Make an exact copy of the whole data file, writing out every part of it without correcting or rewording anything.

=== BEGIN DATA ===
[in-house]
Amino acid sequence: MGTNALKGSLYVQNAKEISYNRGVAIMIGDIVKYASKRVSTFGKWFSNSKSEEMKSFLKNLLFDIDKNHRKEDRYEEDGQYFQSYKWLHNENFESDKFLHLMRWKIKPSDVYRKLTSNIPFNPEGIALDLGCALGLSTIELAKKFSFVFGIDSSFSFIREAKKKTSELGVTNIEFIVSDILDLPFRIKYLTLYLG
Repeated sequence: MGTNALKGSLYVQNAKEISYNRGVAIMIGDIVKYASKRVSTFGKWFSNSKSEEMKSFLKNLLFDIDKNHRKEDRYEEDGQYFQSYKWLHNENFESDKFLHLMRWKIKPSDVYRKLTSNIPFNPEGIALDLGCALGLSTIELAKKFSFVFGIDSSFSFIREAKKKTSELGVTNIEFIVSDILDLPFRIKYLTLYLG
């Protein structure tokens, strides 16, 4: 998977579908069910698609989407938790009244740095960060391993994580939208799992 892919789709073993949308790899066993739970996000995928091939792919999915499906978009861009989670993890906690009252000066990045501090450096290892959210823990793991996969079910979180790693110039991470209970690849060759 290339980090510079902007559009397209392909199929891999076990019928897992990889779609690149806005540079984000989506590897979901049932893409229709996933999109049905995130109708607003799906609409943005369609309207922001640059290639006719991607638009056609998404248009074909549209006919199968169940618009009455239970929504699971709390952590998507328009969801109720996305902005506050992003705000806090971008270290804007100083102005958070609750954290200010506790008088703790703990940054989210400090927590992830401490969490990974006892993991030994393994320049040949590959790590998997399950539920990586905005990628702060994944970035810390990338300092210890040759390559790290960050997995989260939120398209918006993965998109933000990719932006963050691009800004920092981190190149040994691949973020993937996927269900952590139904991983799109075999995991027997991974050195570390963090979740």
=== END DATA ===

[in-house]
Amino acid sequence: MGTNALKGSLYVQNAKEISYNRGVAIMIGDIVKYASKRVSTFGKWFSNSKSEEMKSFLKNLLFDIDKNHRKEDRYEEDGQYFQSYKWLHNENFESDKFLHLMRWKIKPSDVYRKLTSNIPFNPEGIALDLGCALGLSTIELAKKFSFVFGIDSSFSFIREAKKKTSELGVTNIEFIVSDILDLPFRIKYLTLYLG
Repeated sequence: MGTNALKGSLYVQNAKEISYNRGVAIMIGDIVKYASKRVSTFGKWFSNSKSEEMKSFLKNLLFDIDKNHRKEDRYEEDGQYFQSYKWLHNENFESDKFLHLMRWKIKPSDVYRKLTSNIPFNPEGIALDLGCALGLSTIELAKKFSFVFGIDSSFSFIREAKKKTSELGVTNIEFIVSDILDLPFRIKYLTLYLG
């Protein structure tokens, strides 16, 4: 998977579908069910698609989407938790009244740095960060391993994580939208799992 892919789709073993949308790899066993739970996000995928091939792919999915499906978009861009989670993890906690009252000066990045501090450096290892959210823990793991996969079910979180790693110039991470209970690849060759 290339980090510079902007559009397209392909199929891999076990019928897992990889779609690149806005540079984000989506590897979901049932893409229709996933999109049905995130109708607003799906609409943005369609309207922001640059290639006719991607638009056609998404248009074909549209006919199968169940618009009455239970929504699971709390952590998507328009969801109720996305902005506050992003705000806090971008270290804007100083102005958070609750954290200010506790008088703790703990940054989210400090927590992830401490969490990974006892993991030994393994320049040949590959790590998997399950539920990586905005990628702060994944970035810390990338300092210890040759390559790290960050997995989260939120398209918006993965998109933000990719932006963050691009800004920092981190190149040994691949973020993937996927269900952590139904991983799109075999995991027997991974050195570390963090979740």